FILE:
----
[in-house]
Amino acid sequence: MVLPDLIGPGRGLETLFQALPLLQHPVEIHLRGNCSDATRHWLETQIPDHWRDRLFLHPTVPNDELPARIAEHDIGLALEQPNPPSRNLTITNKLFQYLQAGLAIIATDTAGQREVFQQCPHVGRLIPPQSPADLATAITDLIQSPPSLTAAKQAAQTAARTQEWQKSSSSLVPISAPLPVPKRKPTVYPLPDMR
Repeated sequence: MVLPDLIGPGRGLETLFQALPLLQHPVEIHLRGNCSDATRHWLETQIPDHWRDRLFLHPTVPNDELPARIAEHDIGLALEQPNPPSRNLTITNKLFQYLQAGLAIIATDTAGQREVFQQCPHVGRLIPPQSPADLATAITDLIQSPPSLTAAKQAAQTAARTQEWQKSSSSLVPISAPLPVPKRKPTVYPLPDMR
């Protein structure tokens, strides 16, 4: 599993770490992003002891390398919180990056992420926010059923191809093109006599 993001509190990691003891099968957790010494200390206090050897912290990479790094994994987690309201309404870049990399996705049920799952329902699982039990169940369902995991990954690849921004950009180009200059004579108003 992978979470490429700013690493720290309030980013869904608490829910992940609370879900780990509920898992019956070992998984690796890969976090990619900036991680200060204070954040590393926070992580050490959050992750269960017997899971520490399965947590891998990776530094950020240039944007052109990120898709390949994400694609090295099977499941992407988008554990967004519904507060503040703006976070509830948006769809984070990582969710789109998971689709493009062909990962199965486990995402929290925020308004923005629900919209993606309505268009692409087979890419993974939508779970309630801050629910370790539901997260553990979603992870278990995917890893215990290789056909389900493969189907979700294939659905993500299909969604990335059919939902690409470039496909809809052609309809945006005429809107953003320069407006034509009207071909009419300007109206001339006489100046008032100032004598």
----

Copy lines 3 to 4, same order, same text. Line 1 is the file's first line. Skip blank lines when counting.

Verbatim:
Repeated sequence: MVLPDLIGPGRGLETLFQALPLLQHPVEIHLRGNCSDATRHWLETQIPDHWRDRLFLHPTVPNDELPARIAEHDIGLALEQPNPPSRNLTITNKLFQYLQAGLAIIATDTAGQREVFQQCPHVGRLIPPQSPADLATAITDLIQSPPSLTAAKQAAQTAARTQEWQKSSSSLVPISAPLPVPKRKPTVYPLPDMR
């Protein structure tokens, strides 16, 4: 599993770490992003002891390398919180990056992420926010059923191809093109006599 993001509190990691003891099968957790010494200390206090050897912290990479790094994994987690309201309404870049990399996705049920799952329902699982039990169940369902995991990954690849921004950009180009200059004579108003 992978979470490429700013690493720290309030980013869904608490829910992940609370879900780990509920898992019956070992998984690796890969976090990619900036991680200060204070954040590393926070992580050490959050992750269960017997899971520490399965947590891998990776530094950020240039944007052109990120898709390949994400694609090295099977499941992407988008554990967004519904507060503040703006976070509830948006769809984070990582969710789109998971689709493009062909990962199965486990995402929290925020308004923005629900919209993606309505268009692409087979890419993974939508779970309630801050629910370790539901997260553990979603992870278990995917890893215990290789056909389900493969189907979700294939659905993500299909969604990335059919939902690409470039496909809809052609309809945006005429809107953003320069407006034509009207071909009419300007109206001339006489100046008032100032004598």